Little birds are flying around everywhere these days, tweeting “school choice” as the last hope for education reform.
We find it praised on the editorial pages of Education Next, in a book by DC-based, self-styled education policy expert Chester Finn, and by Donald Trump, the next president of the United States. “Choice” was also the slogan for a question on the November ballot in Massachusetts asking voters to loosen the cap on charter schools in the state. (It went down in flames).
But “school choice” does not directly address the type of choice most parents today might desire: classroom choice—a choice of classroom type, regardless of school management approach.
In one sense, the current embrace of school choice is not surprising. It is one solution to negative parent and teacher opinions about the Common Core project. Common Core is the most “successful failure” in education reform this country has ever seen, and by “successful,” I mean that no state that adopted Common Core or its own version of the Gates Foundation-funded and -promoted skills-based standards has been able to disentangle itself from the tentacles of the Gates Foundation and the U.S. Department of Education.
Common Core has been a massive failure, however, in the sense Common Core’s standards and tests have shown no credible evidence anywhere, in any state, of making all students ready for college coursework and closing “gaps.”
School Choice Not Widespread
The kind of school choice being promoted by policymakers and “reform” governors, such as Charlie Baker (R) in Massachusetts, is not available to most schoolchildren. The question on the Massachusetts ballot to lift the state’s charter cap failed on November 5 in part because the cap would have been lifted only in big cities, most of which have mayors who don’t want more charter schools.
Despite billions in assistance from wealthy individuals and foundations that think this form of choice strengthens public education (Bill and Melinda Gates, Eli Broad, and the Walton family), school choice is available today chiefly to only a small proportion of the nation’s students (about 10 percent) and chiefly to the most disadvantaged children.
Charter schools didn’t start off that way. Many of the early ones—as well as a few of the newer ones—had distinctive programs of study, such as a classical curriculum or Chinese immersion, that appealed to specific groups of parents. Only school choice in the form of educational savings accounts (ESAs) has been of interest to a broad range of parents, although not very many have access to ESAs because in many states that allow them, parents must withdraw their children from a public school in order to set up an ESA.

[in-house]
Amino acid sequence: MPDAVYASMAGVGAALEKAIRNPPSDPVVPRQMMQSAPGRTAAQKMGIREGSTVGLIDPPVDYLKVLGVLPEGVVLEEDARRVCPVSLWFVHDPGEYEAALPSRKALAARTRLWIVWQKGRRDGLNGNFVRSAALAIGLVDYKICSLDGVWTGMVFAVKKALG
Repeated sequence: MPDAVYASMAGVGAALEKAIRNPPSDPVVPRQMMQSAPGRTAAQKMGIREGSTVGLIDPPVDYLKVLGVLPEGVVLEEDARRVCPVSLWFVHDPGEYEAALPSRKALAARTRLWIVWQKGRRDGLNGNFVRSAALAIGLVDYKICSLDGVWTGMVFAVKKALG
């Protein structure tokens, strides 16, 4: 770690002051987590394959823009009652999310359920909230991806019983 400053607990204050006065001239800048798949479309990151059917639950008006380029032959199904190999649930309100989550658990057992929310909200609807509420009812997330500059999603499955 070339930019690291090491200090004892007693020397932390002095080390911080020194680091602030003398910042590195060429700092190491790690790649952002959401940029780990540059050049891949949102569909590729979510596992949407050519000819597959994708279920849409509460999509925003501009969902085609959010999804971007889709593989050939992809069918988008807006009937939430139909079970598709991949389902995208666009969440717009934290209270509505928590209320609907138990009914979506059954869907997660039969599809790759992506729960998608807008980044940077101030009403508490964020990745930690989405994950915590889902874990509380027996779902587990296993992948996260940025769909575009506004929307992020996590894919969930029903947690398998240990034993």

Choice of Classroom Tech
The kind of choice that might attract many parents with a wide range of income levels is classroom choice: a choice between wired-up, plugged-in, high-tech classrooms with access to the internet and traditional classrooms that rely on textbooks and chalkboards. The tech-free schools that parents are attracted to can be found in many parts of the country, including in Arkansas, in Silicon Valley, and in Washington, DC.
Giving parents a choice of the kind of public school classroom their kids attend might help schools retain children whose parents homeschool them to protect them from overexposure to technology parents may be unable to use in their own homes.
Recent studies point to lower or unimproved educational outcomes for students experiencing a steady dose of high-tech teaching and learning. An Organization for Economic Cooperation and Development study found, “Investing heavily in school computers and classroom technology does not improve pupils’ performance.” A widely reported study published by the Massachusetts Institute of Technology found higher grades were obtained in courses at the postsecondary level when students were not allowed to use high-tech devices in the classroom.
Although research is not yet clear on whether high-tech teaching and learning damages students, Nicholas Kardaras, author of a recently published book on the topic, commented in a recent Time magazine article, “Students who have been raised on a high-tech diet not only appear to struggle more with attention and focus, but also seem to suffer from an adolescent malaise that appears to be a direct byproduct of their digital immersion. Indeed, over two-hundred peer-reviewed studies point to screen time correlating to increased ADHD, screen addiction, increased aggression, depression, anxiety and even psychosis.”
Classroom Choice in Action
There is a precedent for offering parents a choice of classrooms. It has been happening for more than two decades in schools offering “single-sex” classrooms. As long as parents have a choice of a “co-ed” classroom or a single-sex classroom, they are lawful, especially in schools that give both parents and teachers the opportunity to choose the type of classroom they want, as they have in Siloam Springs, Arkansas.
That kind of choice is the deeper meaning of equity, but education policymakers don’t seem to like parents’ ideas on choice and equity—only their own.
Sandra Stotsky (firstname.lastname@example.org) is professor of education emerita at the University of Arkansas.